I know from experience that this is an entirely accurate description of the difficulty of meditation. He is not overselling the amount of time and effort required for becoming proficient in it. So how many people do you think have the kind of motivation required to spend that kind of time and effort on it?
How many people who are "spiritual but not religious" and can't be bothered to go to communal praise and worship once a week for, at best, modest benefit to their spiritual life in the sense of a temporary relief from their daily lives, are going to go to far more trouble to become proficient in meditation for, at best, a modest benefit to their spiritual life in the sense of a temporary relief from their daily lives? Even assuming a slightly higher benefit and a significantly higher reliability to the method, I have serious doubts that serious meditation, even for beginners, is going to appeal to most of the folks he wants to reach.
Most people seem to require an extraordinary motivation of some kind in order to discipline themselves in the spiritual life long enough to really reap the benefits of the practice. And for an atheist who believes the scientific cosmology and nothing else, what extraordinary motivation could be provided? Some atheists who are suffering from clinical depression might have such an extraordinary motivation. Some might be so profoundly inquisitive and empirical (which seems to be the case for Harris and I) that we would seek it out of those motivations.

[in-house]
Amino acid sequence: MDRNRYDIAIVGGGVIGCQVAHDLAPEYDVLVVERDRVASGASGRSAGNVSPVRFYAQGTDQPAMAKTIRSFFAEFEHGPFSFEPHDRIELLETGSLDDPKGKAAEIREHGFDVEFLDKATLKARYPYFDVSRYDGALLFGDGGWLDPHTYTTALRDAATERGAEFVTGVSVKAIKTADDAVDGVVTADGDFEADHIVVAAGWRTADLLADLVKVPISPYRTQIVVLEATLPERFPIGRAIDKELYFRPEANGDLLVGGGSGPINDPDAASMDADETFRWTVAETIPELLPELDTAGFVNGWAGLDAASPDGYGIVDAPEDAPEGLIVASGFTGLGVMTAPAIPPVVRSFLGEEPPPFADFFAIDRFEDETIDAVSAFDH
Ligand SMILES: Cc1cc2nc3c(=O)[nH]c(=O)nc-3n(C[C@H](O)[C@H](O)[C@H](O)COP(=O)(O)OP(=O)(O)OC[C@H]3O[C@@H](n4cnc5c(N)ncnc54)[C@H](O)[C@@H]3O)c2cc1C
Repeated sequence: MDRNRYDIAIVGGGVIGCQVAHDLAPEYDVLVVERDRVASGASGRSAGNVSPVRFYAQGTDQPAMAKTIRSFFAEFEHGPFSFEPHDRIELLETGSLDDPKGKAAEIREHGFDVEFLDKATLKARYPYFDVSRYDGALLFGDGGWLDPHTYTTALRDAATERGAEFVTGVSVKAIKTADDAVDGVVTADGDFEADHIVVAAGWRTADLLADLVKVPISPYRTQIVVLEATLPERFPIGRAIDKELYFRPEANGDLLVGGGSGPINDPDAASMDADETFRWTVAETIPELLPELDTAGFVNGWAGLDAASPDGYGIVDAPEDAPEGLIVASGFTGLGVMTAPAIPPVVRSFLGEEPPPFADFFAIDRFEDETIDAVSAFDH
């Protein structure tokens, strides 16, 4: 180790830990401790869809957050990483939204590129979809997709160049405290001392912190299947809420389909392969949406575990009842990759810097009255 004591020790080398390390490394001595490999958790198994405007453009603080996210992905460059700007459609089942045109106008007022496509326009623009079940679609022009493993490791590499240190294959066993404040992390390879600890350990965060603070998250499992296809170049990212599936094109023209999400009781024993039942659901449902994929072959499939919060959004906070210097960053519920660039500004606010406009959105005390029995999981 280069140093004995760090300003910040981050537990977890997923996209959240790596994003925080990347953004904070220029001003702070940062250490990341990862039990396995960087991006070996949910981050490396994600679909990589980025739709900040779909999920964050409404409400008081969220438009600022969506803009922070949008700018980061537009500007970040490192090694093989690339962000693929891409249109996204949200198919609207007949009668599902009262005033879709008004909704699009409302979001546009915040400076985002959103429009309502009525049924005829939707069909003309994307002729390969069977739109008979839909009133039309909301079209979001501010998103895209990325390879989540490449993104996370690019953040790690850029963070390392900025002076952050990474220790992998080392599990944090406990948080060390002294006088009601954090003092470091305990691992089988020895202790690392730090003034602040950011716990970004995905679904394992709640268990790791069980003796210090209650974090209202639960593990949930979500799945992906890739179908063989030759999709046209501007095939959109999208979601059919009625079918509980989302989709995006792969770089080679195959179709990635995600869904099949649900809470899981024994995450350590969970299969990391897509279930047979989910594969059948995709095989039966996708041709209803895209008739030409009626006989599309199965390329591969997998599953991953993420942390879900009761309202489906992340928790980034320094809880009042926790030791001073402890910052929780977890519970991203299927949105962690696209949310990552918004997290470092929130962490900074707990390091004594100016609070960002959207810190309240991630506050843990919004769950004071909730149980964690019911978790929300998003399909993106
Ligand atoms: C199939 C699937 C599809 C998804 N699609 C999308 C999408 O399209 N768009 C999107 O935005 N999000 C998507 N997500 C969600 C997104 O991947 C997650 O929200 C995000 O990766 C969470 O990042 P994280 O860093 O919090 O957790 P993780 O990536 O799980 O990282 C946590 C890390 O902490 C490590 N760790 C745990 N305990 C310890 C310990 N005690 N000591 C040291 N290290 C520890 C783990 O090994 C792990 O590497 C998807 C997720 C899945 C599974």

But what about the people whose lives are just good enough to meet their expectations of happiness, lurching from pleasure to pleasure quickly enough to not look for anything deeper? What about the people who have such low expectations of happiness that going deep into the spiritual life seems an exercise in futility? The Buddha offers those people a cosmology of suffering, a visceral description of what awaits them if they do not transcend the cycle of death and rebirth. He provides an extraordinary motivation for going beyond their current practices into practices which can lead to self-transcendence, a reason to commit to the discipline required for such practices.
Sam Harris and the broader mindfulness movement among non-religious folks cannot offer this extraordinary motivation because they have chosen to divorce Buddhist meditation from the Buddha's cosmology of suffering. They wish to let the meditation live while killing the Buddha, albeit killing the Buddha in a very different sense than the Buddhist would mean it. This approach of wresting the meditation out of Buddhism and setting it onto scientific ground leaves us with a cosmology without the Buddha, in which the Buddha who transcended the cosmos of suffering does not exist. In the cosmology of the mindfulness practitioner who eschews religion, the Buddha is dead.
My suspicion, based on the evidence of human behavior throughout history, is that the project of building a healthy form of spirituality without religion will fail to kill the Buddha, and that it is far more likely that the Buddha will end up killing the project because he offers far more than can the purveyors of spirituality without religion.
It may simply be the case that "Less dogma is more." is not a successful approach that one can take to delivering deep spirituality to humanity today, just as it has not been for the entire course of the evolution of our species.
Note: Photo credit goes to me.